UTRECHT, Netherlands (Reuters) - Dutchman Lars Boom started the Tour de France on Saturday despite showing low levels of cortisol in a test on the eve of the race.
Low levels of the hormone can be explained by the use of corticoids, anti-inflammatory drugs that are allowed out of competition but forbidden while racing unless a rider is granted a Therapeutic Use Exemption (TUE).
Boom had an outside chance of victory in Saturday’s 13.8-km time trial but eventually finished 23rd, 44 seconds behind winner Rohan Dennis of Australia.
“I did not have the best preparation,” Astana rider Boom told reporters.
Astana, the team of defending Tour champion Vincenzo Nibali, are members of the MPCC (Movement for Credible Cycling) that applies stricter rules than the International Cycling Union (UCI) and the World Anti-Doping Agency (WADA).
Under MPCC rules Boom should have rested for eight days but UCI regulations, by contrast, do not forbid him from racing.
UCI president Brian Cookson said the rider had not broken any anti-doping rule.
“No rules of the UCI and the World Anti-Doping Agency have been broken so he’s allowed to ride the Tour de France,” added Cookson.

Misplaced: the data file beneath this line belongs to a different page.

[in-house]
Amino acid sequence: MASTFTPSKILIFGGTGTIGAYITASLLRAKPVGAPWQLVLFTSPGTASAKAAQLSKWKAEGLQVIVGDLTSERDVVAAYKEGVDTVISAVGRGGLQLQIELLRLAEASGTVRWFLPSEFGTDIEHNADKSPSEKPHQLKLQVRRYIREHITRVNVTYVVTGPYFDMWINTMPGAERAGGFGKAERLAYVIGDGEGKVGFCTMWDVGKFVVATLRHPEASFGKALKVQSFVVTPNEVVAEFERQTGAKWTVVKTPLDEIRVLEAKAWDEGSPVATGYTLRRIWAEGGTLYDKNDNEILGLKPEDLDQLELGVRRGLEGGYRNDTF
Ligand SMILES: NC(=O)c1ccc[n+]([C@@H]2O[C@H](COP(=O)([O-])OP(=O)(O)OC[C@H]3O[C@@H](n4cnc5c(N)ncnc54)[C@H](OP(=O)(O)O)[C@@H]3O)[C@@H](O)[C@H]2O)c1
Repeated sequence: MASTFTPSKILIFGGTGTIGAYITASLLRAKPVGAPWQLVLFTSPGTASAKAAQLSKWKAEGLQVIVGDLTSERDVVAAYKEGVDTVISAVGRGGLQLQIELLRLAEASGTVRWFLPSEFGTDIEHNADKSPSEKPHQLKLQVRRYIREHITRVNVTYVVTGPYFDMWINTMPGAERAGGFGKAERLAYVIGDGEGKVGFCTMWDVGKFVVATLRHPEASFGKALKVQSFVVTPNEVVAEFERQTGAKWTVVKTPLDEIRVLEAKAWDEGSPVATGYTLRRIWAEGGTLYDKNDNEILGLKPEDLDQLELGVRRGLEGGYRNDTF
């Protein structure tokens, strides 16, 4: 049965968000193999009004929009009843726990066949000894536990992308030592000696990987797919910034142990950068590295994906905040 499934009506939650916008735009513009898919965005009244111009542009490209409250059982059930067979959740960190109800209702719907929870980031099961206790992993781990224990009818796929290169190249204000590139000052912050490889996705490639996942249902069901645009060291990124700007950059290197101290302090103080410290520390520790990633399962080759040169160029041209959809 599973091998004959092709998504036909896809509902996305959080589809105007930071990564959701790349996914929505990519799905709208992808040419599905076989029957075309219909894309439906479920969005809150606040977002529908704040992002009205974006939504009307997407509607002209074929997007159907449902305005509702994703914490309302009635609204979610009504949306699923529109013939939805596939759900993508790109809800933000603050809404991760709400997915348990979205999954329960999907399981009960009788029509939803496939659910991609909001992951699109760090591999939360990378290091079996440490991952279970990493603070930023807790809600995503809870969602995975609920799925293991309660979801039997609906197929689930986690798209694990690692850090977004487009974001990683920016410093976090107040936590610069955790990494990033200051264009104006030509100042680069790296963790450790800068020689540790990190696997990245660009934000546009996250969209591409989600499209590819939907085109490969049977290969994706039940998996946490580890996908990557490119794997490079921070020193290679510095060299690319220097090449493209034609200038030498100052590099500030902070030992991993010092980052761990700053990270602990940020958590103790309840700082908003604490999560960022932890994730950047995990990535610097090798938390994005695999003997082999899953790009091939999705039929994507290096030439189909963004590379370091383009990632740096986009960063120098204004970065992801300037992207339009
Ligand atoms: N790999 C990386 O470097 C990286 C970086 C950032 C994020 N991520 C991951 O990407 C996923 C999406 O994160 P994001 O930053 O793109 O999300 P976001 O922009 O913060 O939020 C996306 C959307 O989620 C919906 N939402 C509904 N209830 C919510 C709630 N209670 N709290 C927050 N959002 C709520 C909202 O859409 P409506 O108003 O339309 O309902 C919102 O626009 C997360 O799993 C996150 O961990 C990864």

“No anti-doping rules have been broken in this case. Low cortisol levels in themselves are not proof of an anti-doping violation.”
The team’s bid to replace Boom with Italian Alessandro Vanotti was turned down by the UCI who said on Friday that their request was made too late.
“Astana ... received confirmation from the UCI that as a low cortisol result is no risk to the health of the rider...there are no valid grounds for a late substitution,” the Kazakh-funded team explained in a statement.
“Team medical staff have advised that Boom’s low cortisol result is the consequence of a long-standing and well-known application of anti-asthma therapy by the athlete and is not a violation of UCI rules and regulations.
“Team medical staff have advised there is no danger to the rider’s health or safety to start the 2015 Tour de France.”
Astana are no strangers to controversy, having come close to losing their World Tour license this year following positive tests from Kazakh riders in the team.
Editing by John O'Brien